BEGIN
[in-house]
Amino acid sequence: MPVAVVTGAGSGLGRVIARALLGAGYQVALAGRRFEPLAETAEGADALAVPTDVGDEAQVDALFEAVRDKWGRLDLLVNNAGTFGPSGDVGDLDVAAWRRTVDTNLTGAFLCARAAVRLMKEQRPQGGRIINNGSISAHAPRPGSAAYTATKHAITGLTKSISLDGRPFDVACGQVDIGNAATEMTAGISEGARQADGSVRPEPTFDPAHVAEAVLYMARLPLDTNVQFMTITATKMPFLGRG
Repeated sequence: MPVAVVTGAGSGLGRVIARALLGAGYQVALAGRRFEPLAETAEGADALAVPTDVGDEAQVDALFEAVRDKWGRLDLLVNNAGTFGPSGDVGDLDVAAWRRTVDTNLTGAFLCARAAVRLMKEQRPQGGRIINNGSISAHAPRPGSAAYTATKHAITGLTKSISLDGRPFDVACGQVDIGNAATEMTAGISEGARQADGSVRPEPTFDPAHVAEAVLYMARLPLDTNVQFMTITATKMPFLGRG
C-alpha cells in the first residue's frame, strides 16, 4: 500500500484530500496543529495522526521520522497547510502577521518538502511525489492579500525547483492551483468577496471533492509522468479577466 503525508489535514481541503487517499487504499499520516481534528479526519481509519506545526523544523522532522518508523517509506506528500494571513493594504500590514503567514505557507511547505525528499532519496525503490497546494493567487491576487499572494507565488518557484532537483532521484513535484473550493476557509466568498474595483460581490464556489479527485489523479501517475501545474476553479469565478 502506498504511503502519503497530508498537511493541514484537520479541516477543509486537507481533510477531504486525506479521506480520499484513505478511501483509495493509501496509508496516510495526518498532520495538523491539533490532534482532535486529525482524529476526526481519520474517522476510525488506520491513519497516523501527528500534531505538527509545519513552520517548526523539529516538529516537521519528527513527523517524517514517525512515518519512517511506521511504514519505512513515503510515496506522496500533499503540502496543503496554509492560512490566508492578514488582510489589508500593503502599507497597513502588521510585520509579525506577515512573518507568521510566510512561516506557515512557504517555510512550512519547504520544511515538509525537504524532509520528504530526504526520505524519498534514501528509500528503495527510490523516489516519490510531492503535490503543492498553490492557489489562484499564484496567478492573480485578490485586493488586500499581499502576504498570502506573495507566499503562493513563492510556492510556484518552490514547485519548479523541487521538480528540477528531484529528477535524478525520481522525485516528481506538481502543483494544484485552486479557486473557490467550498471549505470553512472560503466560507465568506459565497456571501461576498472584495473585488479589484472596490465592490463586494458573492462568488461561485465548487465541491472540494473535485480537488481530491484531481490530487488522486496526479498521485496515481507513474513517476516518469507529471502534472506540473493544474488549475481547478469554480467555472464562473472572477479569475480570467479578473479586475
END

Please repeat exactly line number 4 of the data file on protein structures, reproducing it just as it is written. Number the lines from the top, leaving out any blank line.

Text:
C-alpha cells in the first residue's frame, strides 16, 4: 500500500484530500496543529495522526521520522497547510502577521518538502511525489492579500525547483492551483468577496471533492509522468479577466 503525508489535514481541503487517499487504499499520516481534528479526519481509519506545526523544523522532522518508523517509506506528500494571513493594504500590514503567514505557507511547505525528499532519496525503490497546494493567487491576487499572494507565488518557484532537483532521484513535484473550493476557509466568498474595483460581490464556489479527485489523479501517475501545474476553479469565478 502506498504511503502519503497530508498537511493541514484537520479541516477543509486537507481533510477531504486525506479521506480520499484513505478511501483509495493509501496509508496516510495526518498532520495538523491539533490532534482532535486529525482524529476526526481519520474517522476510525488506520491513519497516523501527528500534531505538527509545519513552520517548526523539529516538529516537521519528527513527523517524517514517525512515518519512517511506521511504514519505512513515503510515496506522496500533499503540502496543503496554509492560512490566508492578514488582510489589508500593503502599507497597513502588521510585520509579525506577515512573518507568521510566510512561516506557515512557504517555510512550512519547504520544511515538509525537504524532509520528504530526504526520505524519498534514501528509500528503495527510490523516489516519490510531492503535490503543492498553490492557489489562484499564484496567478492573480485578490485586493488586500499581499502576504498570502506573495507566499503562493513563492510556492510556484518552490514547485519548479523541487521538480528540477528531484529528477535524478525520481522525485516528481506538481502543483494544484485552486479557486473557490467550498471549505470553512472560503466560507465568506459565497456571501461576498472584495473585488479589484472596490465592490463586494458573492462568488461561485465548487465541491472540494473535485480537488481530491484531481490530487488522486496526479498521485496515481507513474513517476516518469507529471502534472506540473493544474488549475481547478469554480467555472464562473472572477479569475480570467479578473479586475